Message In A Bottle

There used to be a lot of newspaper cartoons about stranded castaways on tiny islands tossing bottles containing messages into the sea. These cartoons are less common these days. The message in a bottle theme is both amusing and puzzling to me.

The amusing part is that the sketches provide a vessel for a one-liner joke. A puzzling thing is where do the poor souls get bottles, paper, and pens?

Another puzzling part of the cartoons is what, besides requesting aid, is included in the message in a bottle. Do the castaways include coordinates to enable rescuers to locate the victim? The older cartoons mostly appeared before the invention of GPS or locater devices.

Perhaps I shouldn’t have over analyzed the cartoons. Maybe I should just laugh at the sight gags, then let them go.  My excuse is, I acquired the habit of analyzing things like cartoons and pop culture from dad. One of his frequent sayings was, “That doesn’t make sense.”

Could it be that depictions of castaways tossing out messages in bottles tickles our funny bones because the scenario touches tender spots in our minds? Isn’t it true that much of our humor is based upon unfortunate events, mistakes, and embarrassing situations?

On its face, being a castaway comes from a terrible event like a ship capsizing or an airplane crash. If this happened to us, we would be horrified and feel very helpless and afraid for our survival. Being stranded on an isolated, unknown island in the middle of an ocean is a situation nobody wishes for themselves.

Of course the message in a bottle theme is not only found in cartoons, it’s sometimes an element in serious literature and drama. In any case, isn’t it true that the message in a bottle is a metaphor about life’s circumstances?

Are there times when you feel isolated and alone in the sea of humanity? Don’t you often feel frustrated that there is nobody out there who really, honestly understands what you’re about? Isn’t there the fear that we will perish without anyone receiving the messages of our lives? Are these questions at the heart of the message in a bottle theme?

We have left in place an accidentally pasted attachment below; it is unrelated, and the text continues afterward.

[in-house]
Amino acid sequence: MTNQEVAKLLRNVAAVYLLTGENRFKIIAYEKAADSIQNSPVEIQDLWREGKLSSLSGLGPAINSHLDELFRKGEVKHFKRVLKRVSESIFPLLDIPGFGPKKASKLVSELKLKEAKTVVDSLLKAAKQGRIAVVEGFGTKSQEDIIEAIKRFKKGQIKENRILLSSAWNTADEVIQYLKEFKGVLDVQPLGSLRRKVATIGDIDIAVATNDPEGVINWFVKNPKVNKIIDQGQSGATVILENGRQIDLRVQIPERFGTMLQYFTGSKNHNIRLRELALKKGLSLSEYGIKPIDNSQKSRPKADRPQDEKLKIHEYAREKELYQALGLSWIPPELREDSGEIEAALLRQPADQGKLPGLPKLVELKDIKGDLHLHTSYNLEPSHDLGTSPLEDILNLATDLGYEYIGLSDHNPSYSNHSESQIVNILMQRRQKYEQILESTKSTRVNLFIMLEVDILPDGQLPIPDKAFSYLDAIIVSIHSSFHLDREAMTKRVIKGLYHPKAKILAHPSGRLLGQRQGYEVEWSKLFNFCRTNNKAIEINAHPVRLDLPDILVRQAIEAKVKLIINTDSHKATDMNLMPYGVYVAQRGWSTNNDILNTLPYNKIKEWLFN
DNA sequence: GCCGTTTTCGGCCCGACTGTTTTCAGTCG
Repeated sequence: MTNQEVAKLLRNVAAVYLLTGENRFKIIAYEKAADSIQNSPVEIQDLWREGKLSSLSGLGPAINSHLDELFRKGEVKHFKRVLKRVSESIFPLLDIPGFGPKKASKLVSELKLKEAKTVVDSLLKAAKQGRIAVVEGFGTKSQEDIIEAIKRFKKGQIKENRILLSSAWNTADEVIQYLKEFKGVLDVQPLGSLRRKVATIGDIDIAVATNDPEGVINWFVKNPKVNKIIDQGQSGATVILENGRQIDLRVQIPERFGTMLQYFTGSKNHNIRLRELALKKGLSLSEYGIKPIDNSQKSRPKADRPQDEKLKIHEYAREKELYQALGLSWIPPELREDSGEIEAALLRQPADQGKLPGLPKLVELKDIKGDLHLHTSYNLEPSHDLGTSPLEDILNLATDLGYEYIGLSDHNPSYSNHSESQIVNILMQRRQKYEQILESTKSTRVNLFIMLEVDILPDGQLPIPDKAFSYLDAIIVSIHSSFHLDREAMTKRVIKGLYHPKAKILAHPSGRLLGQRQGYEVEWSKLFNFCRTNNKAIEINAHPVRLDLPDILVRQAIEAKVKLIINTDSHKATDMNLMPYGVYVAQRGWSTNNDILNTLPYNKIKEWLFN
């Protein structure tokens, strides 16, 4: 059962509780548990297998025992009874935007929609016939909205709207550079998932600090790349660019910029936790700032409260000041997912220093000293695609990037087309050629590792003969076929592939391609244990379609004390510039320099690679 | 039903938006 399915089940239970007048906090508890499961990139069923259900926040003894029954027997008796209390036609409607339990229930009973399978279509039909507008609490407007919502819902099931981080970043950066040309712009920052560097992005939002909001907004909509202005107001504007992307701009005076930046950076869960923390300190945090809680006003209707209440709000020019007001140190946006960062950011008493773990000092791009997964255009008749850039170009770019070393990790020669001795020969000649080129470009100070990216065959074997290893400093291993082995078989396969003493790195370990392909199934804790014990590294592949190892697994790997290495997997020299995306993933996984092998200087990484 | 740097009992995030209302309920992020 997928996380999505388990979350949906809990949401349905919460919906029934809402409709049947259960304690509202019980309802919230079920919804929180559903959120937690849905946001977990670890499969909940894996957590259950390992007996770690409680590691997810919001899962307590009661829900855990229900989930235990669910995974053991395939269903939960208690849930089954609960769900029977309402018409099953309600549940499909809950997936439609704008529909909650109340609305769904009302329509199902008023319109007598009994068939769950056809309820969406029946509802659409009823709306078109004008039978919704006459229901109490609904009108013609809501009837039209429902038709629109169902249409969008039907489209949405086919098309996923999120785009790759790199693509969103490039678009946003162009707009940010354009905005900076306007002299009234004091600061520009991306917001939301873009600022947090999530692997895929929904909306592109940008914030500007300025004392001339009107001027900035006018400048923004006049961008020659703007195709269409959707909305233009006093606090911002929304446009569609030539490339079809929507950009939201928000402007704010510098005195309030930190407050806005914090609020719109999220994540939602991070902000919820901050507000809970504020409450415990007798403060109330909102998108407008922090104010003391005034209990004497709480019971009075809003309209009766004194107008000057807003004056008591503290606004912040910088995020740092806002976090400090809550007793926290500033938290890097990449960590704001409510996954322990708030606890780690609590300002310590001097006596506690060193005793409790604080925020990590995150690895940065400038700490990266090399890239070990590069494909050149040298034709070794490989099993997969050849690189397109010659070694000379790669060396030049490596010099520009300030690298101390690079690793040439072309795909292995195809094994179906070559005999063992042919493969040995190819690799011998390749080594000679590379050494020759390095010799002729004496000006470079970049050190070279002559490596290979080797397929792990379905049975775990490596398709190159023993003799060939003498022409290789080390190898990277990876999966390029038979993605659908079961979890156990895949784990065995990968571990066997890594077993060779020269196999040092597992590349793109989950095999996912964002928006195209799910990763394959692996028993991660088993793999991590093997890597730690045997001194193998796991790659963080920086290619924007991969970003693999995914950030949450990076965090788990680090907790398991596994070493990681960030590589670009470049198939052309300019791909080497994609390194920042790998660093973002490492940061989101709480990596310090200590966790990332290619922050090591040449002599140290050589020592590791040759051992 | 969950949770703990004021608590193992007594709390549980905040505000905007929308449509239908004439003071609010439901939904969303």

Sometimes I look at social media and interpret the posts, tweets, and so forth as bottles containing messages from people wanting or needing to be discovered. There are millions of isolated beings who believe their only tools are the electronic devices that access the Web.

Maybe, in a sense, we’re all castaways wanting to be rescued or at least have our deepest messages received and understood. What a joy it is when somebody picks up the bottle, removes the slip of paper, and reads the message.

The Blue Jay of Happiness ponders a message from actress Gene Tierney. “Life is a little like a message in a bottle, to be carried by the winds and the tides.”

About swabby429

An eclectic guy who likes to observe the world around him and comment about those observations.
This entry was posted in Contemplation, cultural highlights and tagged , , , . Bookmark the permalink.

2 Responses to Message In A Bottle

  1. Doug says:

    I still don’t own a cell phone. Ironic, since I’m into all sorts of electronic stuff. In case my car should break down, I carry a coconut and some bamboo. If the professor can make a radio out of those items, maybe I can too. 🙂 🙂
    I never post anything on the net hoping someone will think I’m lonely. That’s just pathetic. I enjoy a solitude lifestyle.

    • swabby429 says:

      Well, now I don’t feel so bad having just an old TracFone flip phone. I was required to have some sort of mobile phone when I worked for the Census Bureau. I kept the phone, but very rarely use it. I have thousands of minutes going unused.

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